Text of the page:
Are you considering foot surgery? Many patients have questions about the types of hardware or implants that may be used during foot surgery. Implants are utilized for a variety of reasons during surgery; to hold two bones together, to strengthen a repair of soft tissue, or to attach soft tissue to bone (an anchor of sorts!).
There are two main types of implants in surgery; biologic and non-biologics. Biologic materials are designed to very closely mimic tissue that replace or make existing tissue or structures stronger. On the other hand, non-biologics are made from materials that are designed to stay the same over time. The most common non-biologics that people are familiar with are plates, wires, and screws. These implants can be made of metals, alloys, or plastic.
Concerns many individuals have include: setting off alarms at airports, the permanence of screws, screw breakage, and implant removal.
- You will not set off alarms at the airport or at department stores! You need a very large amount of metal to be present in order to do this.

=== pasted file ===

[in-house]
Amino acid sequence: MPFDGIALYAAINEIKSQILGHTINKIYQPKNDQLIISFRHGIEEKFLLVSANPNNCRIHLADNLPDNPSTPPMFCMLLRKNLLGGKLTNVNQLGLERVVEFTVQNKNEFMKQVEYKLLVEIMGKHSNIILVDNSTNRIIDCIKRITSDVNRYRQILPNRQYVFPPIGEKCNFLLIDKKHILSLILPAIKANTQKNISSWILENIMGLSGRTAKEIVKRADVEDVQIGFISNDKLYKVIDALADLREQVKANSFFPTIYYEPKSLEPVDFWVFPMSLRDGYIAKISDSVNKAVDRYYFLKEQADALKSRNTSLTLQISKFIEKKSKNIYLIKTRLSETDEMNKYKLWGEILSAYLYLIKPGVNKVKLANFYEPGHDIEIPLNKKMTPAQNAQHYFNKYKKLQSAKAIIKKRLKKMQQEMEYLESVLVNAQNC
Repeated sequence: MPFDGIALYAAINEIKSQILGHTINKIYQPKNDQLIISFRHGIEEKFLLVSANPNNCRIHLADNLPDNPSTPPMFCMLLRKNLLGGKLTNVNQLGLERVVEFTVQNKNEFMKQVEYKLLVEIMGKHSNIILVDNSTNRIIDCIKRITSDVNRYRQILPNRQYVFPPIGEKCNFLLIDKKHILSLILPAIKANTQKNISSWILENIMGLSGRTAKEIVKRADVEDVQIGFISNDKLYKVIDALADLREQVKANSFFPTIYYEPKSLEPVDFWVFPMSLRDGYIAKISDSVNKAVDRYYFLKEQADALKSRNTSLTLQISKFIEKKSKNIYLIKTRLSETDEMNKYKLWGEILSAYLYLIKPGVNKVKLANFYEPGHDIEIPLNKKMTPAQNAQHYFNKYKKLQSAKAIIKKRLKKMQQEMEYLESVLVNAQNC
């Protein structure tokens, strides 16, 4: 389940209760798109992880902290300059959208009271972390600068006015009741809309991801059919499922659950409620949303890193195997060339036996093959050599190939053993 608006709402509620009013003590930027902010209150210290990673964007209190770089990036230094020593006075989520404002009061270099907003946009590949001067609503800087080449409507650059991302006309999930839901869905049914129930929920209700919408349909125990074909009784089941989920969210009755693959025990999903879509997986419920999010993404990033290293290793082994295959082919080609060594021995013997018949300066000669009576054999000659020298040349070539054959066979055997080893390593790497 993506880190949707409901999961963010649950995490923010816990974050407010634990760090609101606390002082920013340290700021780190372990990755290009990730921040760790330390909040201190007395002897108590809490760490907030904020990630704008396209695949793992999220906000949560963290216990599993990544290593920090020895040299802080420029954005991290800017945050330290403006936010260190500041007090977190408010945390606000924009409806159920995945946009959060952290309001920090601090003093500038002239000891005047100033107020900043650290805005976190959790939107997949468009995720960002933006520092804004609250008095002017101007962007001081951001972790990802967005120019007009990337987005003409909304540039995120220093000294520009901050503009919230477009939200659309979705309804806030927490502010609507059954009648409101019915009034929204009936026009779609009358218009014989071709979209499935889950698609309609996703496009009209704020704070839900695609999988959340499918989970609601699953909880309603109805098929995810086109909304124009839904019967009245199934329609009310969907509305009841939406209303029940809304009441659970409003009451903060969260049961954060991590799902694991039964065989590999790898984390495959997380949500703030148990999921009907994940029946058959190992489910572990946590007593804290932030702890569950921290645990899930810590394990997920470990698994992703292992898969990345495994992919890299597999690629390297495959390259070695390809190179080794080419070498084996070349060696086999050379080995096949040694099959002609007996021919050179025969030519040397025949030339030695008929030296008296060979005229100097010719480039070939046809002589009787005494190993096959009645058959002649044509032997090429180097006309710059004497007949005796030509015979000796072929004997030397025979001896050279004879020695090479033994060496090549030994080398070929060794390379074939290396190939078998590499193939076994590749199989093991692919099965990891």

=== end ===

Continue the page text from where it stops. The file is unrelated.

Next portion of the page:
- Over time, screws may loosen (back out) or break. This is not a cause for alarm. Hardware can be removed if it is prominent, painful, or if it is no longer performing the function it was intended to. Hardware removal does require an additional surgery, which does mean anesthesia, possible risk of infection, and time off from work for the surgery. A smaller incision is usually made over the original incision over the area of the hardware. The hardware may be difficult to identify if it is covered in scar tissue or has become incorporated into the bone. This may then require a larger incision or more dissection to remove the hardware.
What if you don’t want the hardware to remain in your body? There are options available!
In bunion surgery, we have been utilizing a special screw which can be removed approximately 6-8 weeks after your initial surgery date. The screw is an implantable device specifically designed for TEMPORARY bone fixation with a special design that allows for quick and easy removal after your bone has appropriately healed. If you are interested in having surgery and would like to discuss any of the above mentioned issues further, please give our offices a call! Advanced Podiatry of Manhasset (516) 869-3300 or Advanced Podiatry of Huntington (631) 400-3085. We look forward to meeting you!